Cormac McCarthy’s The Sunset Limited is a lean, spare dialectic between two characters named simply “Black” and “White.” Black, a recovering addict who found Jesus in prison, saves White, an aging professor, who attempts to kill himself by jumping in front of a commuter train, the Sunset Limited. Black keeps White in his apartment, probing the older man’s justification for suicide. White makes it very clear that he intends to finish the job the moment he can leave Black’s apartment, leading Black to stall the professor through argument and storytelling. As such, Black sustains most of the book’s driving questions about morality, redemption, and love for one’s fellows, until near the end, when White unleashes a tirade of nihilism. As the story charges to its climactic conclusion, it becomes clear that it is not just White’s soul at stake, but also Black’s own spirituality.
The cover of The Sunset Limited attests that the book is “A Novel in Dramatic Form,” a conceit that may divide many of McCarthy’s admirers. The language here is precise and visceral, loaded with meaningful ideas yet also utterly concrete. McCarthy’s grasp of colloquial diction shines through these two voices, carrying the story forward in a hurtling momentum with minimal stage directions. Still, some readers may feel cheated out of McCarthy’s rich prose in this bare story (they need only to pick up Blood Meridian or The Road or All the Pretty Horses, of course). I found the story engaging, poignant, dark, and often surprisingly funny, and I read it in one taut sitting. The Sunset Limited is not the starting place for those interested in McCarthy, but fans who’ve yet to read it will probably enjoy it quite a bit. I’m already anticipating a second reading. Highly recommended.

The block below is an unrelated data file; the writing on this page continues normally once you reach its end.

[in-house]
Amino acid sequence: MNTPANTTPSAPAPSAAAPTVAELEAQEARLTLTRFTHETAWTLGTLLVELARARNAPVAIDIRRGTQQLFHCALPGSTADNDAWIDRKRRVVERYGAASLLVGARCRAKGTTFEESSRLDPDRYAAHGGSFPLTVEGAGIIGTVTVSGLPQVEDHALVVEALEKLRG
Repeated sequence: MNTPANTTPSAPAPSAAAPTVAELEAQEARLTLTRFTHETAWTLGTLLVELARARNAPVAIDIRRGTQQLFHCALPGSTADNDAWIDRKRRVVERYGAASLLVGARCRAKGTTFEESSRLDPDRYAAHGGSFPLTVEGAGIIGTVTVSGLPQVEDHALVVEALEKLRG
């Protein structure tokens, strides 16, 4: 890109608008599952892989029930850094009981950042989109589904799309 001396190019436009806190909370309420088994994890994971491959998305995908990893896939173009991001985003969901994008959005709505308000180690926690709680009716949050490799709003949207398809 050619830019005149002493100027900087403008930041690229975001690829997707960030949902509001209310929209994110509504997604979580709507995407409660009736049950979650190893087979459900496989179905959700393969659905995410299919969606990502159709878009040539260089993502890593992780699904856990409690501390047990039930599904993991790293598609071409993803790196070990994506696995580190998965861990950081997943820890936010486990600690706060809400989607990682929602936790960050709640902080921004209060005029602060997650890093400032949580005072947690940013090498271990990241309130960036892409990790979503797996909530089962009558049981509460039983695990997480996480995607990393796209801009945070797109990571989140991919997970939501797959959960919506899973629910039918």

(Editorial note: Biblioklept originally posted this review on February 14th, 2009. We run it again today to coincide with HBO’s debut of a feature film adaptation of McCarthy’s play).